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Why we need affordable summer experiences for young people

19th July 2023 by Jamie Masraff, Chief Executive, Onside

I fondly remember the last day of term and the excitement kicking in for the adventures to come over the summer holiday. As the six-week holiday approach, many young people across the country currently feel the same excitement for a summer packed with endless possibilities. 

But the long-awaited break also fills some young people with dread. For too many, including those whose parents can’t afford sports activities or holiday clubs, the six-week holiday means being stuck at home, unstimulated and disconnected. Our research, Generation Isolation, found that 77% of young people spend most of their free time at home, and 73% spend most of their free time on screens.Sadly this will be the reality for countless young people this summer. 

Each year, children’s charity Coram publishes an annual Holiday Childcare Survey; this year, they’ve found the cost of holiday club places has risen by 3% since last year. This is worrying as record-high inflation has pushed more families into poverty, and those struggling before the cost-of-living crisis began are facing more profound financial distress.  

Research by Barnado’s found that 46% of parents and carers will struggle to afford family holidays and days out this summer, and one in four said they won’t be able to fund activities like childcare and holiday clubs. Many of our families are telling us they are increasingly facing the dilemma of whether they can keep working or whether they need to look after their children instead. Like Niki, who’s twin boys, Jack and Arthur, aged 10 attend Mahdlo, Oldham Youth Zone. The family doesn’t qualify for free holiday childcare so both boys receive funding from Mahdlo to attend holiday clubs for two days a week. Without this, Niki would have to give up her job to look after her sons over the summer.  

Initiatives like the Holiday & Activities Food programme (HAF) that provides free activities, food and summer childcare to families whose children receive benefit-related free school meals, are invaluable for families struggling to pay for summer activities. Youth Zones across the OnSide Network offer hundreds of free spaces funded through HAF. However, Coram’s research also found that only 24% of local authorities have enough holiday childcare for parents working full-time. We support Coram’s call for vital initiatives, like HAF, to be expanded so more families can benefit.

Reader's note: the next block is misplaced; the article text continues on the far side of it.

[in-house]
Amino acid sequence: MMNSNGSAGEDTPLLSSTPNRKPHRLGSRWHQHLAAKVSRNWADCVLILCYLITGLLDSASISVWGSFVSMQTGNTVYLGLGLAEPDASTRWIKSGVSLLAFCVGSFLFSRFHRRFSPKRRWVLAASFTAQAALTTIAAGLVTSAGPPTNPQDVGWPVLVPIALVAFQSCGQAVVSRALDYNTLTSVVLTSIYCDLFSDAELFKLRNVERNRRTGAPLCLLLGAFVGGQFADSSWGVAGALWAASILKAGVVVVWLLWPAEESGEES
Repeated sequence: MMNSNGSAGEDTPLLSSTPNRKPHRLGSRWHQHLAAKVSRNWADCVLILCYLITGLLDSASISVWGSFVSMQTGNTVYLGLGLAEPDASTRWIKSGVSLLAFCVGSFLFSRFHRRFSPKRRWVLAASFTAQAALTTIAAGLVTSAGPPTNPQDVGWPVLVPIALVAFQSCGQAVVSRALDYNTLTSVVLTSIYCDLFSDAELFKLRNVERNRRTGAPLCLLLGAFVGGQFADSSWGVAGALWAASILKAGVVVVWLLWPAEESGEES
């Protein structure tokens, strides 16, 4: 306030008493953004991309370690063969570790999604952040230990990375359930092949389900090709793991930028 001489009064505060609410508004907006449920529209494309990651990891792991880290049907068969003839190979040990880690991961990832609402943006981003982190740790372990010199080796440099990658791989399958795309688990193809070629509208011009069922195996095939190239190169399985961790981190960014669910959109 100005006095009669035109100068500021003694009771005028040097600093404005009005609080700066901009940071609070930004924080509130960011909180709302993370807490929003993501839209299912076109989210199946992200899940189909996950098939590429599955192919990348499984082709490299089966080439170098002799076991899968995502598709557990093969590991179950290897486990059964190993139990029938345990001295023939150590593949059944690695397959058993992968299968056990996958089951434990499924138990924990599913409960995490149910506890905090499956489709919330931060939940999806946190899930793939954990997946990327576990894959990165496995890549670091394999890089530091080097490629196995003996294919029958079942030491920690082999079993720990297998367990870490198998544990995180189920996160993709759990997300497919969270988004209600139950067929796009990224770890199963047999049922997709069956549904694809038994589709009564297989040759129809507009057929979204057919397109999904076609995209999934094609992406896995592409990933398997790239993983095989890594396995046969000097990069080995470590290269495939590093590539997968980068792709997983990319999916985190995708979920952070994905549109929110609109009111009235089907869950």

When young people don’t have access to safe and affordable spaces their mental health, wellbeing and education suffer. But while many young people from more affluent backgrounds continue to engage in stimulating developmental activities, it’s disadvantaged pupils that risk falling behind, facing more significant learning loss in the summer term than their more affluent peers. 

Affordable activities over the summer, including holiday clubs, go beyond just giving young people something to do and summer childcare. We’d be doing a huge disservice to the youth clubs and youth centres staffed by dedicated youth workers if that’s all we viewed them as. They provide the opportunities to build relationships with trusted youth workers, make new friends, develop valuable skills, and step outside their comfort zones, that are so critical for their development. 

Kayden, a Mahdlo, Oldham Youth Zone member, brings this to life brilliantly. A regular holiday club attendee, Kayden was interested in trying lots of what the Youth Zone offered but struggled to make friends and engage in activities. The holiday club gave Kayden a sense of belonging and purpose. This shy and hesitant young person has slowly transformed into a confident and supportive young leader who’s an active member of his Youth Zone.   

Every young person has the right to affordable, safe, and engaging spaces during the summer holiday. By investing in accessible activities, we can ensure no young person is left behind, and many more can create lasting and positive memories of how they spent their summers. 

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